Should Airlines Offer Refunds if They Implement a Change in Policy in Elite Status With Little or No Advance Notice?

“S o should those who have been duped by Delta get a refund if you purchased MQMs?” asked René in this article posted at Delta Points, arguing that “You see so many day in and day out Delta flyers have been, for the past 11 months, dutifully working to retain or EARN their GOLD medallion status for the 2015 medallion flying year” and then having a major change in policy — the ability to reserve a seat in the Comfort+ section within 72 hours of your flight instead of at any time for domestic flights — be announced in December to be effective as of January.

If you a SkyMiles frequent flier loyalty program member who earned Gold Medallion elite level status in 2014 to enjoy throughout 2015 and are unhappy with the new policy change, you could ask for a refund; but you will likely not get it — even if you can prepare a strong argument for your case.

As it states under the Program Changes & Termination section in the official rules of the SkyMiles frequent flier loyalty program:

“Delta and its program partners reserve the right to change program rules, benefits, regulations, Travel Awards, fees, mileage Award levels, Pay with Miles terms and conditions, and special offers at any time without notice.”

This is not the first time Delta Air Lines has announced changes in policy to its SkyMiles frequent flier loyalty program during December to take effect in January. FlyerTalk members were outraged at the significant changes announced in December of 2002 effective as of January of 2003…

…and I was outraged as well. In fact, those announced changes are what compelled me to join FlyerTalk as a member in the first place.

I personally believe that announcing significant policy changes in December for implementation in January is indeed unfair to you if you are a member of the SkyMiles frequent flier loyalty program who valued a benefit before the change and concentrated all year to strive for Gold Medallion elite level status — especially as the requirements are now more stringent with the implementation of Medallion Qualification Dollars, so there is a minimum level of $5,000.00 of spend involved — only to have that benefit either devalued or removed altogether; but the argument from Delta Air Lines most likely would be that you agreed to the rules when you signed up to become a member of the SkyMiles frequent flier loyalty program in the first place.

End of story — right?!?

Regardless of that, what do you think: should airlines offer refunds or compensation to those who are affected by changes in policy in a frequent flier loyalty program with little or no advance notice; or do you simply take a risk when you strive to earn elite level status in order to enjoy benefits which may be diminished or disappear when you qualify? If a change is indeed to become effective, should airlines at least give members of its frequent flier loyalty program the courtesy of at least giving as much advance notice as possible?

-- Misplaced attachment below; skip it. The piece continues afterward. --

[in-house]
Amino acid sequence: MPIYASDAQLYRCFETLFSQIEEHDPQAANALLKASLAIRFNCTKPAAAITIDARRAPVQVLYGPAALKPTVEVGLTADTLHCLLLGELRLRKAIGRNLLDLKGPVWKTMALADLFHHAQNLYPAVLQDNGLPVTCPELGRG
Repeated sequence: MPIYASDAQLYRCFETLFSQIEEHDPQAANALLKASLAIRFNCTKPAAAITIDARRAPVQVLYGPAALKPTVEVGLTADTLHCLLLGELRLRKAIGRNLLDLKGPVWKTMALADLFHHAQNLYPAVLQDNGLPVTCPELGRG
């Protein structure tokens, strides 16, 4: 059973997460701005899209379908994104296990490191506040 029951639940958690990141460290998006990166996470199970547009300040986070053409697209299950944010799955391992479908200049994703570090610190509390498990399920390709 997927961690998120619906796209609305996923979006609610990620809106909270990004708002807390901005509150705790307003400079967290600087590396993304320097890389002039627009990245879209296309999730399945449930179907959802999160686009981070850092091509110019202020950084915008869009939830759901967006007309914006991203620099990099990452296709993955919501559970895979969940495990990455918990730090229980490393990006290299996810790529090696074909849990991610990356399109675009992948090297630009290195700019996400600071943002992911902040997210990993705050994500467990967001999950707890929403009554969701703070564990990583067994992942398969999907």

6 thoughts on “Should Airlines Offer Refunds if They Implement a Change in Policy in Elite Status With Little or No Advance Notice?”

  1. Steve Case says:

    Should you get a refund? Maybe the question should be “why are you still loyal to an airline that is not loyal to you? It’s obvious that DL only cares about the top 5% paying top dollar. Delta is run by the accountants who add nothing to the revenue at DL. How many times did Charley Brown try to kick the football when Lucy was just going to pull it away? People, vote with your wallets.

  2. Nick says:

    Well I kind of agree but then anyone who puts their loyalty in Delta kinda gets what they deserve…
    I suspect the reason they are doing this is they want to strengthen the tie in with Hotel programs, and give away Gold Medallion status. So by doing this they reduce the cost of making that change and can still reap the marketing benefits. These loyalty programs are turning into marketing programs.

  3. Jason says:

    Should they charge you more even if you’ve already earned the status when they add a benefit? When they added these comfort seats and allowed it free, should they have increased the requirements to earn status too?

    1. Brian Cohen says:

      That is an interesting question, Jason. I suppose it all evens out “in the wash”?

  4. Jason says:

    People who buy status didn’t even earn the minimum to get the status they are buying. It’s a suckers bet. The only reason they sell it is because people start complaining when they didn’t requalify. Should those who didn’t earn the status be allowed to move up and inflate the ranks? If you buy status, I have no sympathy. You are just making those who earned more than the minimum compete for an upgrade with you.

  5. Vicente says:

    Trust is eroded particularly among those who fit in a convoluted routing in December or an MR, just so they could hit a certain level. They “invested” with expectations, and as another post said Lucy pulls the ball away.

    Even better, notice in January about next year.

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